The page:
The concept of hedonic consumption refers to consumers’ desire to consume experiences that generate emotions and many individuals enjoy the pleasure of experiencing such emotions, said Dr. Vassilis Dalakas, a professor of marketing at Cal State San Marcos University.
“There is not much of a practical functional benefit but the focus is instead on the emotional arousal,” Dalakas said. “What’s interesting is that, in this case, pleasure is derived not just by positive emotions, like joy, but also by negative emotions, like sadness or fear.”
For example, Dalakas noted, tear-jerkers or horror movies excite many people because of the sadness and horror they evoke, not despite it.
“So, this is the part of what causes the desire to consume scary experiences. Being scared is part of what makes an experience fun,” Dalakas said. “However, it is different from experiencing fear in regularly daily life. In hedonic consumption, the consumer enjoys being scared because he or she chose to engage in an activity that would elicit it. In real like, fear is normally elicited by unexpected factors — like getting mugged — and was not intentionally pursued by the individual.”
When asked what action to take with young children who want to take fear to an extreme, Manza said it all depends on the individual.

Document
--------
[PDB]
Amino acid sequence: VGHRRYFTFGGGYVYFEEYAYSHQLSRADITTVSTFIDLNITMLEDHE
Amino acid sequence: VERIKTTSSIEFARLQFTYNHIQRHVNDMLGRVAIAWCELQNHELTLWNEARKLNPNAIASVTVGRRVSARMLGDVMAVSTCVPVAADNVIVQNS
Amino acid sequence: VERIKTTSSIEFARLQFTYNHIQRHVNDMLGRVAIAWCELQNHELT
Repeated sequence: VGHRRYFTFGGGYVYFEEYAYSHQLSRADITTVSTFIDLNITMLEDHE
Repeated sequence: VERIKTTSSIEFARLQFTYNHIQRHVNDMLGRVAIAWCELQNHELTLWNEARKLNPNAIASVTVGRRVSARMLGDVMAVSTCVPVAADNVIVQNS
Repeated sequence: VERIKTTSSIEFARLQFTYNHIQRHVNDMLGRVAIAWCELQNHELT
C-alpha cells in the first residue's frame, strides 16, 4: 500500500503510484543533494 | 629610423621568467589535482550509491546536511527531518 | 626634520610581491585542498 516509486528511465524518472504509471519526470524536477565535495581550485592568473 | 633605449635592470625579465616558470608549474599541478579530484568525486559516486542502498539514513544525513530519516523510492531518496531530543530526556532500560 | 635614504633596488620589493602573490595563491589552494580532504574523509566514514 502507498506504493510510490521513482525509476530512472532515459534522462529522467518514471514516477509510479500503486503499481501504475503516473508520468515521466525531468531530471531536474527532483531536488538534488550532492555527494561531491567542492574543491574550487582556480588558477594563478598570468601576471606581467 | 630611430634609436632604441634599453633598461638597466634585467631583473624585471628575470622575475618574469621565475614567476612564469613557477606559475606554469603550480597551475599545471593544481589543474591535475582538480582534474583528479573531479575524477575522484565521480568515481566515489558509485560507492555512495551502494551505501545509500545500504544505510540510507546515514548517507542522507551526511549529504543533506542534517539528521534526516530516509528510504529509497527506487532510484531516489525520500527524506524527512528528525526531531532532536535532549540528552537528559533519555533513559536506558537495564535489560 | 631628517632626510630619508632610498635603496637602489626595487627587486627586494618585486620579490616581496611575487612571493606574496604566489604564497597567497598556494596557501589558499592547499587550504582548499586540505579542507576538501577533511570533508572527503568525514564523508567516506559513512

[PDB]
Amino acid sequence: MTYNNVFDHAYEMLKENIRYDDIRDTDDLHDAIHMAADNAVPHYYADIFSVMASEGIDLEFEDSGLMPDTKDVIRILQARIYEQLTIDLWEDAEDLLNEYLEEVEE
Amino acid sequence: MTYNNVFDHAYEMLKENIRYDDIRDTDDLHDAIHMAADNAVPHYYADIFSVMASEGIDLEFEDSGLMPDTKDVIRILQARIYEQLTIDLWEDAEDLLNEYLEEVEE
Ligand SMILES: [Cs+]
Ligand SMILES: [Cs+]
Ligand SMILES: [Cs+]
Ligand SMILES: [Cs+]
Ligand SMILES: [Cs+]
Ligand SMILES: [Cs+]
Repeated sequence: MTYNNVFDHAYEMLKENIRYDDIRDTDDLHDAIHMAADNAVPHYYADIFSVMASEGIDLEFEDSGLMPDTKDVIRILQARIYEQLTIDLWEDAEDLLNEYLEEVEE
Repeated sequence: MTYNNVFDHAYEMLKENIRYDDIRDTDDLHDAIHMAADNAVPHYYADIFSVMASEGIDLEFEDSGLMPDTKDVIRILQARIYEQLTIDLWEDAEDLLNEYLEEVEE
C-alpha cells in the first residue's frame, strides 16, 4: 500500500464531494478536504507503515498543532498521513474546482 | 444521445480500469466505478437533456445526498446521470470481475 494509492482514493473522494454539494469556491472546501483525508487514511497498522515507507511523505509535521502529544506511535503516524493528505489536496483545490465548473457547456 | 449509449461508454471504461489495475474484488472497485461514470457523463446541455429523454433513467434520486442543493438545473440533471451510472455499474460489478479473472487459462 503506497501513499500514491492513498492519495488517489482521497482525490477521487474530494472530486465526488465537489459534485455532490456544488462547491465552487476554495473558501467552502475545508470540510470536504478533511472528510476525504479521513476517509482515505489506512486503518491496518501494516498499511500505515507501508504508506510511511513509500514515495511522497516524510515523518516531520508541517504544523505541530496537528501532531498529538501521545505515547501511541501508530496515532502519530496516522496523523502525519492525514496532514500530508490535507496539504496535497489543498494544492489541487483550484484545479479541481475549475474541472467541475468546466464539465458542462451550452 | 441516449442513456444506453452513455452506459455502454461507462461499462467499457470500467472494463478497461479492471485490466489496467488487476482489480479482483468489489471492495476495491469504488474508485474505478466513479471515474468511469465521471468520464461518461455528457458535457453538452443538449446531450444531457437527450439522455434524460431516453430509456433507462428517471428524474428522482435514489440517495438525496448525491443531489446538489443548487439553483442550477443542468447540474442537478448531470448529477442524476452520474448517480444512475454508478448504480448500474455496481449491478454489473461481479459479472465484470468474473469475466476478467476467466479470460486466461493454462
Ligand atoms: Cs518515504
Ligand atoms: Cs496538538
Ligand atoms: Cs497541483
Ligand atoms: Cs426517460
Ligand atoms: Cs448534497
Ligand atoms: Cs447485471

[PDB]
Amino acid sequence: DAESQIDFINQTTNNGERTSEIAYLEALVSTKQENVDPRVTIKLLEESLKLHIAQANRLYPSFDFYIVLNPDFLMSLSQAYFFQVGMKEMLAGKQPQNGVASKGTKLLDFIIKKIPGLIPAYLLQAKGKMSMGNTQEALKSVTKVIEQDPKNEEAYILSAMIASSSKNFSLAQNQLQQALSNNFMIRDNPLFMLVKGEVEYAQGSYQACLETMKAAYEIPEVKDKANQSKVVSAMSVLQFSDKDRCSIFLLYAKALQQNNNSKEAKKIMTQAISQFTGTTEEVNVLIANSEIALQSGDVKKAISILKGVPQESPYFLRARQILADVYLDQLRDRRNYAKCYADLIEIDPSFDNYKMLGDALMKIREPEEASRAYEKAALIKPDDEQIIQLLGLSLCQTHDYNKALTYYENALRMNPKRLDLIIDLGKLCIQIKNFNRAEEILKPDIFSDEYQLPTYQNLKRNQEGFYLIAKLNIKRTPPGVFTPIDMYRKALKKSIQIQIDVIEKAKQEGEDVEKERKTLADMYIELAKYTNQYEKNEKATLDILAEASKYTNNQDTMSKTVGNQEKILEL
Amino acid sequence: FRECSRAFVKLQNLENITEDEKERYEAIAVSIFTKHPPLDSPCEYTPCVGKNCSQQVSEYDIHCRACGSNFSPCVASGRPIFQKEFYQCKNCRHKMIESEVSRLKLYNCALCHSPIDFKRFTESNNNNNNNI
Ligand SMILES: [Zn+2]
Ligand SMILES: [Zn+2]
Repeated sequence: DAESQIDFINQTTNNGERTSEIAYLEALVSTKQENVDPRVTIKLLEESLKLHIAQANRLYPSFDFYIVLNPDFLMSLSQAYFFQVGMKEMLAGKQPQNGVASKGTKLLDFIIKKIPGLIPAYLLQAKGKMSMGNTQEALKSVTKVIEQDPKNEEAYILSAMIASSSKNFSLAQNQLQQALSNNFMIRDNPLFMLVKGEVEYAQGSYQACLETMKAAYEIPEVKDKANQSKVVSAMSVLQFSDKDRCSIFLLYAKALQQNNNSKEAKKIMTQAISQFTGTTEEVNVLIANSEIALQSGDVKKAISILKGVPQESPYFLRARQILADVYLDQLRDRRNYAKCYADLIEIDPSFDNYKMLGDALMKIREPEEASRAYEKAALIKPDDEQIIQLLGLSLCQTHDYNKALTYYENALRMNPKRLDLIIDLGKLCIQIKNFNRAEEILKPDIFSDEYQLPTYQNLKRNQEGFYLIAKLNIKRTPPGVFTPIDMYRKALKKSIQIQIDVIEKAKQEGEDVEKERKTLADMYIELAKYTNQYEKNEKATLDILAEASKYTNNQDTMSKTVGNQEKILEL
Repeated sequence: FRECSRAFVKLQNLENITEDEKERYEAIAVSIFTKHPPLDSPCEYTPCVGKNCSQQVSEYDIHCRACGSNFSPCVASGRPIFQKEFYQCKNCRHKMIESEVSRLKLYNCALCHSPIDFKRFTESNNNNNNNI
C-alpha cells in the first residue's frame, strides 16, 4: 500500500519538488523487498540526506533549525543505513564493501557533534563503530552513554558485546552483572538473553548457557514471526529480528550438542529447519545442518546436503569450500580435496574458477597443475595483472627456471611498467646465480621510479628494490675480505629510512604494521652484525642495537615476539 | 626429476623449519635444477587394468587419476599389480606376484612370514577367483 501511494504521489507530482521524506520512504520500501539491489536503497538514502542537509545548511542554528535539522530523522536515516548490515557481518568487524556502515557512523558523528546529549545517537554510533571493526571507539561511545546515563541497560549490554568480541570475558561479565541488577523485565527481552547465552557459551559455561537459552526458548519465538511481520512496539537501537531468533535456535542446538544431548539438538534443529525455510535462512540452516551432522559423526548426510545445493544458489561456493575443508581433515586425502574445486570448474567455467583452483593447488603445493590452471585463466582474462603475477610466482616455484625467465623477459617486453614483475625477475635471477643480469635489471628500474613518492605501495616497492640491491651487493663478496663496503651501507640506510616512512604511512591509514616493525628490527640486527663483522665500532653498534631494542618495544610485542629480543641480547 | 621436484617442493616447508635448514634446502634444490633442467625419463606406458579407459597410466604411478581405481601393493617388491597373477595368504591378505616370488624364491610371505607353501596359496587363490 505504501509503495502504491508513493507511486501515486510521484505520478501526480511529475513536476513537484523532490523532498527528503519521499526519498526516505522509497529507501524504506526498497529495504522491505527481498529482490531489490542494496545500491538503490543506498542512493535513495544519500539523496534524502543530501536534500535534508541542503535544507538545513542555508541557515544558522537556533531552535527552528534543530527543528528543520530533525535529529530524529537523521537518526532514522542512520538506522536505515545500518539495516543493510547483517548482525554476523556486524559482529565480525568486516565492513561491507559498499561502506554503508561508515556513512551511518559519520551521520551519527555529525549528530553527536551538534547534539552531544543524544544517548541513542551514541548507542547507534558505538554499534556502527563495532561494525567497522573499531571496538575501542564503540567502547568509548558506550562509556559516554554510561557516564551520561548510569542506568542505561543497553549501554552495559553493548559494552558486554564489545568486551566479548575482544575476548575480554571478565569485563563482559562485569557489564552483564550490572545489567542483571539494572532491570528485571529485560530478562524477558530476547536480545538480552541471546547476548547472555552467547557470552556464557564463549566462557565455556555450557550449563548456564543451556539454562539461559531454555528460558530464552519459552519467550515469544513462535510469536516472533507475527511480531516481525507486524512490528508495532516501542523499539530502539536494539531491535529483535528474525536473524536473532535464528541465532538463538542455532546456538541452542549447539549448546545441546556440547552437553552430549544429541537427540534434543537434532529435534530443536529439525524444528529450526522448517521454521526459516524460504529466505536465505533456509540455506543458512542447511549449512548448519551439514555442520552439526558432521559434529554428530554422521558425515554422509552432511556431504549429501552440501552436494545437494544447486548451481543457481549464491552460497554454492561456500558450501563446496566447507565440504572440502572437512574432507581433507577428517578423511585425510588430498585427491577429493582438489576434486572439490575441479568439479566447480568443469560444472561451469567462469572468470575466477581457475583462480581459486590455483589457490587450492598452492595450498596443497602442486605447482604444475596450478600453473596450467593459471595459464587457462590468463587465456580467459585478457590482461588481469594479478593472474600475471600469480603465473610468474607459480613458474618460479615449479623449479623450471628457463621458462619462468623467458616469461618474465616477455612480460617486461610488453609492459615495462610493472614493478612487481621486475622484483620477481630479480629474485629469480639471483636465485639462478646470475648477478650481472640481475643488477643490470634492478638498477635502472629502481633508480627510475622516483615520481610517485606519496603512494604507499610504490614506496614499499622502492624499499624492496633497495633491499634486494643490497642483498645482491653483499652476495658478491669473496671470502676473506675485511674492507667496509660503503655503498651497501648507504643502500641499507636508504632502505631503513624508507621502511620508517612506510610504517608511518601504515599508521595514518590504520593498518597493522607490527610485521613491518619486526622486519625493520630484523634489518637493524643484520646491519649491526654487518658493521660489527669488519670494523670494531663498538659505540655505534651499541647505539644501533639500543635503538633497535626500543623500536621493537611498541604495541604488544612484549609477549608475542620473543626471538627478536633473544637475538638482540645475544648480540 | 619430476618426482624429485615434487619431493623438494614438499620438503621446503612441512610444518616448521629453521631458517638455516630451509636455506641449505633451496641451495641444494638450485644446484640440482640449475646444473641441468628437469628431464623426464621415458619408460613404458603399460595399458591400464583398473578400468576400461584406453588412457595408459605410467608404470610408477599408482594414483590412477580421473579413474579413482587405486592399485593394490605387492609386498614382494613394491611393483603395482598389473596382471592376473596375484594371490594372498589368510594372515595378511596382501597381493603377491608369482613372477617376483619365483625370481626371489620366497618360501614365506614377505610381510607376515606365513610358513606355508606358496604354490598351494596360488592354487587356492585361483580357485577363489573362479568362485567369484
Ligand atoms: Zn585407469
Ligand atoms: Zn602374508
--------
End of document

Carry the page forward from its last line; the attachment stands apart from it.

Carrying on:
“It [also] depends on what you mean by extreme,” Manza said. “Inducing fright by jumping in front of a car wouldn’t be good. Watching a horror film in the comfort of your home, though is clearly not as life-threatening. I’d say for anyone who can’t handle it, simply don’t put yourself in the situation to start with.”
Gill said many young ones enjoy being gently tossed up in the air by a caring adult, to feel the thrill of fight or flight, and the immediate resolution of being comforted and held fast.
He said Halloween is the one time of the year when people face their fight or flight responses, and in particular their fear of mortality.
“Kids who take an extreme approach to Halloween, are sometimes acting out other themes in their lives,” Gill said. “Kids who don’t get enough healthy attention may be particularly sensation-seeking in this time of the year.
“Some kids may be relying more on the ‘fight’ side of their fight-or-flight response to gain a sense of empowerment, and this can be destructive,” Gill said. “We don’t need to be aggressive to feel safe on the planet, but some children have not received that kind of message or experience basis to draw from.”
It’s important that parents coach their children that Halloween is a time for fun, and even a time to face some of their fears without doing it at the expense of others, Gill said.
Also, some children have clinically significant anxiety struggles and they may need the help of a child psychologist our counselor, who has specific training in helping kids face their fears and overcome them, he said.
“Adults are much the same as they face their fears throughout the year,” Gill said. “Adults need solace and to know that they are not alone in this life journey. Adults can reach out to support groups or counseling when they feel afraid.”